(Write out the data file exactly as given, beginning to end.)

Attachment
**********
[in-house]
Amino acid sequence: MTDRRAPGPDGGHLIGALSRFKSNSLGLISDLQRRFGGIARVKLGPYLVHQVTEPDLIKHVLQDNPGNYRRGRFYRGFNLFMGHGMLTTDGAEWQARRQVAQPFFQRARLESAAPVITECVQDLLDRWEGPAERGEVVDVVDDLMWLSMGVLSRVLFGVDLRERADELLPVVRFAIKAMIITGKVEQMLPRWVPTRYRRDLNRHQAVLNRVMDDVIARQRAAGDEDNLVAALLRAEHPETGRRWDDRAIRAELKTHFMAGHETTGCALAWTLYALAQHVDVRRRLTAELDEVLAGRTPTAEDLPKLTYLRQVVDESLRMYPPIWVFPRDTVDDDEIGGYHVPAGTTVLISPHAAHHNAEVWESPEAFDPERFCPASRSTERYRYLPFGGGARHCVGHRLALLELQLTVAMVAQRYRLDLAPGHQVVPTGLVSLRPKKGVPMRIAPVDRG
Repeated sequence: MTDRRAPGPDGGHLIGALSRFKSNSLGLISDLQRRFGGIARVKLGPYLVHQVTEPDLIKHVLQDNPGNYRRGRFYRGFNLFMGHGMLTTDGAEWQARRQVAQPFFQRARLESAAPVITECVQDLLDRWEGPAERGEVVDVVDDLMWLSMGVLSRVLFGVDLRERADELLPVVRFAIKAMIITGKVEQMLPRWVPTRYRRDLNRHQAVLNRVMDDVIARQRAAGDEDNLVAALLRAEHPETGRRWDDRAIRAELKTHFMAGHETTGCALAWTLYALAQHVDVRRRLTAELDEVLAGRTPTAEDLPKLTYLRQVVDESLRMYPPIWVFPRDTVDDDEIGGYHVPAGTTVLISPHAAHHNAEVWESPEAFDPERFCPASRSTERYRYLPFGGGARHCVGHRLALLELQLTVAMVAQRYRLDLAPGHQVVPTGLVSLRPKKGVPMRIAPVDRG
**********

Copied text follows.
[in-house]
Amino acid sequence: MTDRRAPGPDGGHLIGALSRFKSNSLGLISDLQRRFGGIARVKLGPYLVHQVTEPDLIKHVLQDNPGNYRRGRFYRGFNLFMGHGMLTTDGAEWQARRQVAQPFFQRARLESAAPVITECVQDLLDRWEGPAERGEVVDVVDDLMWLSMGVLSRVLFGVDLRERADELLPVVRFAIKAMIITGKVEQMLPRWVPTRYRRDLNRHQAVLNRVMDDVIARQRAAGDEDNLVAALLRAEHPETGRRWDDRAIRAELKTHFMAGHETTGCALAWTLYALAQHVDVRRRLTAELDEVLAGRTPTAEDLPKLTYLRQVVDESLRMYPPIWVFPRDTVDDDEIGGYHVPAGTTVLISPHAAHHNAEVWESPEAFDPERFCPASRSTERYRYLPFGGGARHCVGHRLALLELQLTVAMVAQRYRLDLAPGHQVVPTGLVSLRPKKGVPMRIAPVDRG
Repeated sequence: MTDRRAPGPDGGHLIGALSRFKSNSLGLISDLQRRFGGIARVKLGPYLVHQVTEPDLIKHVLQDNPGNYRRGRFYRGFNLFMGHGMLTTDGAEWQARRQVAQPFFQRARLESAAPVITECVQDLLDRWEGPAERGEVVDVVDDLMWLSMGVLSRVLFGVDLRERADELLPVVRFAIKAMIITGKVEQMLPRWVPTRYRRDLNRHQAVLNRVMDDVIARQRAAGDEDNLVAALLRAEHPETGRRWDDRAIRAELKTHFMAGHETTGCALAWTLYALAQHVDVRRRLTAELDEVLAGRTPTAEDLPKLTYLRQVVDESLRMYPPIWVFPRDTVDDDEIGGYHVPAGTTVLISPHAAHHNAEVWESPEAFDPERFCPASRSTERYRYLPFGGGARHCVGHRLALLELQLTVAMVAQRYRLDLAPGHQVVPTGLVSLRPKKGVPMRIAPVDRG